This was the experience in Liverpool in the 1980s when the socialist council refused to make the Tory cuts and built a mass campaign for more resources for the city. Tens of thousands of working-class people were mobilised in support of the Liverpool councillors. A one-day general strike of the trade unions and huge demonstrations were organised which placed mass pressure on the Thatcher government to concede more money for the city.
Of course this is not to argue that we don’t build a “widespread social movement” against austerity. Indeed this is vital. The TUC, STUC and the major public sector unions could go a long way to achieving that by organising mass coordinated and generalised strike action against the cuts as well as the vicious anti-trade union bill.
As it stands, and while organising demonstrations and mass protests in the run-up to the budget-setting meetings in February and March, it is likely that SNP and Labour councils will vote for cuts. The anti-austerity leaderships of Nicola Sturgeon and Jeremy Corbyn, if they are to live up to that mantle, should call on their councillors to refuse to make Tory cuts.
If the cuts are voted through, this will not be the end of the matter. The level of austerity will unleash huge opposition at a local level and among council trade unions. The potential for strike action and community protests to defend jobs and services will grow significantly. It’s essential that a coordinated movement is built across Scotland to defeat the austerity juggernaut.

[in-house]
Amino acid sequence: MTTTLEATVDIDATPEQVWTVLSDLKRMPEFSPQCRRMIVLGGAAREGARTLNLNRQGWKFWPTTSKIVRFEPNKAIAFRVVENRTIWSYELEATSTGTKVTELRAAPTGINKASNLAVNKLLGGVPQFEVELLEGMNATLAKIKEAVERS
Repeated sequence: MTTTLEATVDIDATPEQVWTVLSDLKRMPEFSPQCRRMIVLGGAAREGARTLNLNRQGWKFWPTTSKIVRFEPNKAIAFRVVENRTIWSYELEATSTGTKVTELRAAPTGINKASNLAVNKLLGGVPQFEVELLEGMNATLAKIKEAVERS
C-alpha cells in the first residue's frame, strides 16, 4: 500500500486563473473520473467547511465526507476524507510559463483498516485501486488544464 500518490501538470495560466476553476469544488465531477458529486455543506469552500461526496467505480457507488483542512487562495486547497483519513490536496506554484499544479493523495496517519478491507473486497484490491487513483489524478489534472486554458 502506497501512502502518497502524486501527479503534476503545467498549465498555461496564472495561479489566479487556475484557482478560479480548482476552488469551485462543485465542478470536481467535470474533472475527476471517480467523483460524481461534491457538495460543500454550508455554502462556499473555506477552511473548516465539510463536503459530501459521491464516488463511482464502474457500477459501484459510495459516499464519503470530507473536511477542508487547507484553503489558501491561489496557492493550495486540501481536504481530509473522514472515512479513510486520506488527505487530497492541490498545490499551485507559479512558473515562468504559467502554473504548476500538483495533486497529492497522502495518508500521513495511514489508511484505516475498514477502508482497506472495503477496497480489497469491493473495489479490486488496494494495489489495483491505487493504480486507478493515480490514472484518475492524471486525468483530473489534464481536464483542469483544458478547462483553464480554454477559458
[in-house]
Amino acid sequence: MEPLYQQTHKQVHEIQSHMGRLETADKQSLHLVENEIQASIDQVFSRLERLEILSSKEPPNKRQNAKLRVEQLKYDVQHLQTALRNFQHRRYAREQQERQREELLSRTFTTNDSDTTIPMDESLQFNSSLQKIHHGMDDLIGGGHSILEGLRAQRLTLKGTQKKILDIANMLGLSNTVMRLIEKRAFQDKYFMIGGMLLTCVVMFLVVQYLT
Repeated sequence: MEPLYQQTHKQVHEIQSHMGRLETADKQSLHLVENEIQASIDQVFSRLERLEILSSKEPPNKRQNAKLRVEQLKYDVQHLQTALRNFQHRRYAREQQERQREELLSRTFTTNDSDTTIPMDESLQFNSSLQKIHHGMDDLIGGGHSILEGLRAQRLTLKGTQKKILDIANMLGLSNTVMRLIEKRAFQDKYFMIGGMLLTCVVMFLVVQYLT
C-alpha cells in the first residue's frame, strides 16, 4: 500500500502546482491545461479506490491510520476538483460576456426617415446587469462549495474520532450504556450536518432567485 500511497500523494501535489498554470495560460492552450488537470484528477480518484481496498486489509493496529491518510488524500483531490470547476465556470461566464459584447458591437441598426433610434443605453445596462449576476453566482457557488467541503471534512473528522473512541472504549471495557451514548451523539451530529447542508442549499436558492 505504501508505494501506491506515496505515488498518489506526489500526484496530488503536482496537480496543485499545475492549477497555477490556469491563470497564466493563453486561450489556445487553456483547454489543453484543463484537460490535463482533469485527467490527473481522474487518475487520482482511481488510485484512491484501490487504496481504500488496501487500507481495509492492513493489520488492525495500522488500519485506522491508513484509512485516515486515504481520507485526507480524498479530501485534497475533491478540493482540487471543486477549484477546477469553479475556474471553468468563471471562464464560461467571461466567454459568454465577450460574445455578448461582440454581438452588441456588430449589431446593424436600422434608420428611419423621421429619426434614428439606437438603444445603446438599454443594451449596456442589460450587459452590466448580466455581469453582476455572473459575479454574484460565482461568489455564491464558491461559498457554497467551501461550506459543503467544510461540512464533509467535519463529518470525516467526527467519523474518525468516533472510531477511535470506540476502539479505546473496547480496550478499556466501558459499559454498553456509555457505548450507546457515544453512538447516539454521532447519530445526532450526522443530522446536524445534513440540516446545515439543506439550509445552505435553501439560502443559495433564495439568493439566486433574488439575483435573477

At the same time it will become ever more clear that a political alternative must be built to those politicians who are playing pass-the-parcel with Tory cuts.
Socialist Party Scotland, alongside the RMT transport workers union in Scotland, leading public sector trade unionists and socialist organisations, make up the Scottish Trade Unionist and Socialist Coalition (TUSC). TUSC’s central policy is 100% opposition to austerity through no-cuts budgets. We demand that all MPSs and councillors back a no-cuts policy and pledge to vote against all cuts.
Scottish TUSC will be standing candidates in the Scottish elections on this platform, alongside a wide range of anti-austerity and socialist policies. The Scottish TUSC conference is taking place on Saturday 23rd January in Glasgow at 1pm in the Renfield – St Stephens Centre, Bath Street, Glasgow.
Socialist Party Scotland says:
- Councils and the Scottish Government should set no-cuts budgets using a combination of reserves, under-spends, borrowing powers and other financial levers
- Build a mass campaign for a return of the billions stolen by the Tories involving trade unions, communities and elected politicians who are prepared to defy the cuts. This would allow a full reversal of all the cuts since 2010
- Immediate steps to renegotiate, write-off and buy-out the hugely expensive council debt repayments, including PFI/PPP/NDP contracts in Scotland – expected to save up to £12 billion in repayment costs.
- Scrap the council tax – For a progressive income-based alternative linked to ability to pay
- Trade unions to urgently convene a conference to plan a national campaign against cuts. Build mass protests and nationally coordinated strike action.
- For demonstrations and community protests at all council budget-setting meetings in early 2016 to demand a no cuts strategy.